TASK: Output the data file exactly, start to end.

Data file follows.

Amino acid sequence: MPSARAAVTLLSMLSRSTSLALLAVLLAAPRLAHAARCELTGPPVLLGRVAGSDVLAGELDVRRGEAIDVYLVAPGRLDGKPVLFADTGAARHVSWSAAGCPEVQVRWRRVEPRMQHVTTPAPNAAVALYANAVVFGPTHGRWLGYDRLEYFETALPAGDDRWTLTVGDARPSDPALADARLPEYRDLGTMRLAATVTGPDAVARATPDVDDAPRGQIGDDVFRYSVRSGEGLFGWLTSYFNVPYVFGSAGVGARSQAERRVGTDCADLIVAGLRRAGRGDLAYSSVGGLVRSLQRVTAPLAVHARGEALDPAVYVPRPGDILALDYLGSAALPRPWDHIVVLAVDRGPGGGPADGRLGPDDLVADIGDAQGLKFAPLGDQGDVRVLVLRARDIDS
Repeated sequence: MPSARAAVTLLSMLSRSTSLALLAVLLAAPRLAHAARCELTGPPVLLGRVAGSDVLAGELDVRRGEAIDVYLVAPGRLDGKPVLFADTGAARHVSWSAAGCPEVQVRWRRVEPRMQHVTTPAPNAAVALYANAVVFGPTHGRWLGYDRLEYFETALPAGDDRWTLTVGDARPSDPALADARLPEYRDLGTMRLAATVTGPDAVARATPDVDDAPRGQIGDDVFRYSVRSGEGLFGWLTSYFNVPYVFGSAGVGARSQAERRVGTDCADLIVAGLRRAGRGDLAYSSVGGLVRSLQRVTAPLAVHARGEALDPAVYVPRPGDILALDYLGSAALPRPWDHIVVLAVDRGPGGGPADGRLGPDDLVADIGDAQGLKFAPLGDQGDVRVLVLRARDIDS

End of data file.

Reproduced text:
Amino acid sequence: MPSARAAVTLLSMLSRSTSLALLAVLLAAPRLAHAARCELTGPPVLLGRVAGSDVLAGELDVRRGEAIDVYLVAPGRLDGKPVLFADTGAARHVSWSAAGCPEVQVRWRRVEPRMQHVTTPAPNAAVALYANAVVFGPTHGRWLGYDRLEYFETALPAGDDRWTLTVGDARPSDPALADARLPEYRDLGTMRLAATVTGPDAVARATPDVDDAPRGQIGDDVFRYSVRSGEGLFGWLTSYFNVPYVFGSAGVGARSQAERRVGTDCADLIVAGLRRAGRGDLAYSSVGGLVRSLQRVTAPLAVHARGEALDPAVYVPRPGDILALDYLGSAALPRPWDHIVVLAVDRGPGGGPADGRLGPDDLVADIGDAQGLKFAPLGDQGDVRVLVLRARDIDS
Repeated sequence: MPSARAAVTLLSMLSRSTSLALLAVLLAAPRLAHAARCELTGPPVLLGRVAGSDVLAGELDVRRGEAIDVYLVAPGRLDGKPVLFADTGAARHVSWSAAGCPEVQVRWRRVEPRMQHVTTPAPNAAVALYANAVVFGPTHGRWLGYDRLEYFETALPAGDDRWTLTVGDARPSDPALADARLPEYRDLGTMRLAATVTGPDAVARATPDVDDAPRGQIGDDVFRYSVRSGEGLFGWLTSYFNVPYVFGSAGVGARSQAERRVGTDCADLIVAGLRRAGRGDLAYSSVGGLVRSLQRVTAPLAVHARGEALDPAVYVPRPGDILALDYLGSAALPRPWDHIVVLAVDRGPGGGPADGRLGPDDLVADIGDAQGLKFAPLGDQGDVRVLVLRARDIDS